Forgiveness in the Bible is a “release” or a “dismissal” of something. The forgiveness we have in Christ involves the release of sinners from God’s just penalty and the complete dismissal of all charges against us (see Romans 8:1). Colossians 1:14 says that in God’s beloved Son “we have redemption, the forgiveness of sins.” The Amplified Bible translates the last phrase like this: “the forgiveness of our sins [and the cancellation of sins’ penalty].” God’s gracious forgiveness of our sin is to be the measure of our gracious forgiveness of others (Ephesians 4:32).
To some people, forgiveness may seem like weakness or letting an undeserving person win, but it has no connection to weakness or even to emotions. Instead, forgiveness is an act of the will. Forgiveness is not granted because a person deserves to be forgiven. No one deserves to be forgiven. Forgiveness is a deliberate act of love, mercy, and grace. Forgiveness is a decision to not hold something against another person, despite what he or she has done to you.
What is forgiveness in relation to salvation?
Forgiveness is an integral part of salvation. When Jesus forgives us, our sins, trespasses, iniquities, and transgressions are erased, wiped off the record. Forgiveness of sin is comparable to financial debt being erased. When Jesus said, “It is finished,” from the cross (John 19:30), He was literally saying, “It is paid in full” (tetelestai in Greek). Jesus took the punishment we deserved, so, when God forgives us of our sins, we are free; we no longer live under that debt. Our sins are wiped out. God will never hold that sin against us (Psalm 103:12).
It is impossible to have salvation without forgiveness. Salvation is God’s deliverance from the consequences of sin. God’s salvation in Christ is the ultimate example of extending forgiveness. God’s forgiveness must be accepted through repentance and faith. Have you accepted forgiveness from God?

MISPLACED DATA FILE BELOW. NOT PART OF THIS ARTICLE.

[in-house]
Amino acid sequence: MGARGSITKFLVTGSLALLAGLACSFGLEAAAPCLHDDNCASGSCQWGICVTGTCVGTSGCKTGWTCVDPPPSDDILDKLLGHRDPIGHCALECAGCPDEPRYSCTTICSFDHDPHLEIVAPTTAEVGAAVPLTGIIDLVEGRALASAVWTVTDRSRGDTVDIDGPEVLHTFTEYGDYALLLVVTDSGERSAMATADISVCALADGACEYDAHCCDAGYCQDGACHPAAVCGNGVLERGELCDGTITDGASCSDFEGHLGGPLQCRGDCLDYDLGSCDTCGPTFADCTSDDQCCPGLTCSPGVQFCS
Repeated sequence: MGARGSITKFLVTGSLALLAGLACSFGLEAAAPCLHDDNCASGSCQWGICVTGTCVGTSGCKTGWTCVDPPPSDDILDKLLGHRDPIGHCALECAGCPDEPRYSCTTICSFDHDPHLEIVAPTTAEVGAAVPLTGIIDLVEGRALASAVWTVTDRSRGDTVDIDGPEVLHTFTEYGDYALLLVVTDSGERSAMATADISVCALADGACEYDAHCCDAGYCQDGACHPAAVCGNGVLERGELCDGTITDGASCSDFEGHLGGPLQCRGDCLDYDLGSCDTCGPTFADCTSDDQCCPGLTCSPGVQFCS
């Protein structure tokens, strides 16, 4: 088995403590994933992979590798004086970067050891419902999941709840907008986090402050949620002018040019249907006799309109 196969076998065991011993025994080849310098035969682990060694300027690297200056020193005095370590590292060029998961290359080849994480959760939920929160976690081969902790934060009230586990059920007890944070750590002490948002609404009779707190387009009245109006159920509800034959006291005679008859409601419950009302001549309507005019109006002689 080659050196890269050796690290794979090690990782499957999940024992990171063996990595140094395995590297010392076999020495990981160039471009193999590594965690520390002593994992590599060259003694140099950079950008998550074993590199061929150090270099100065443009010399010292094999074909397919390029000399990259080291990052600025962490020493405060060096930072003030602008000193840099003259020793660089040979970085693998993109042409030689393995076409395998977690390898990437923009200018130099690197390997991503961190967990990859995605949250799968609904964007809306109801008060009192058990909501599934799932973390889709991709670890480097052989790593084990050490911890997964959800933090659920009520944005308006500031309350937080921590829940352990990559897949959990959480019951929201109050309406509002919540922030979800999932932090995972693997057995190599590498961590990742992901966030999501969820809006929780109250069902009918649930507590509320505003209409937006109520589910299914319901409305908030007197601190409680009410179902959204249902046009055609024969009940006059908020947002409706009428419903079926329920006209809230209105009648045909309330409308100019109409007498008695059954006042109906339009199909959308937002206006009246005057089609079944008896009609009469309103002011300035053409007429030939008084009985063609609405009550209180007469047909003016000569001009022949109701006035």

What is forgiveness of others?
Forgiveness is also an essential part of the life of believers. Ephesians 4:32 commands, “Be kind and compassionate to one another, forgiving each other, just as in Christ God forgave you.” Similarly, Colossians 3:13 says, “Bear with each other and forgive whatever grievances you may have against one another. Forgive as the Lord forgave you.” The key in both passages is that we are to forgive others as God has forgiven us. Why do we forgive? Because we have been forgiven!
The Bible tells us that we are to forgive those who sin against us. We keep no record of wrongs (1 Corinthians 13:5) but forgive as many times as necessary (Matthew 18:21–22). Refusing to forgive a person demonstrates resentment, bitterness, and anger, none of which are the traits of a growing Christian. Biblically, forgiveness is not just something that the offended person offers; it requires the offender to receive it, bringing reconciliation to the relationship.
God promises that, when we come to Him confessing our sin and asking for forgiveness, He freely grants it for the sake of Christ (1 John 1:9). Likewise, the forgiveness we extend to others should know no limits (Luke 17:3–4).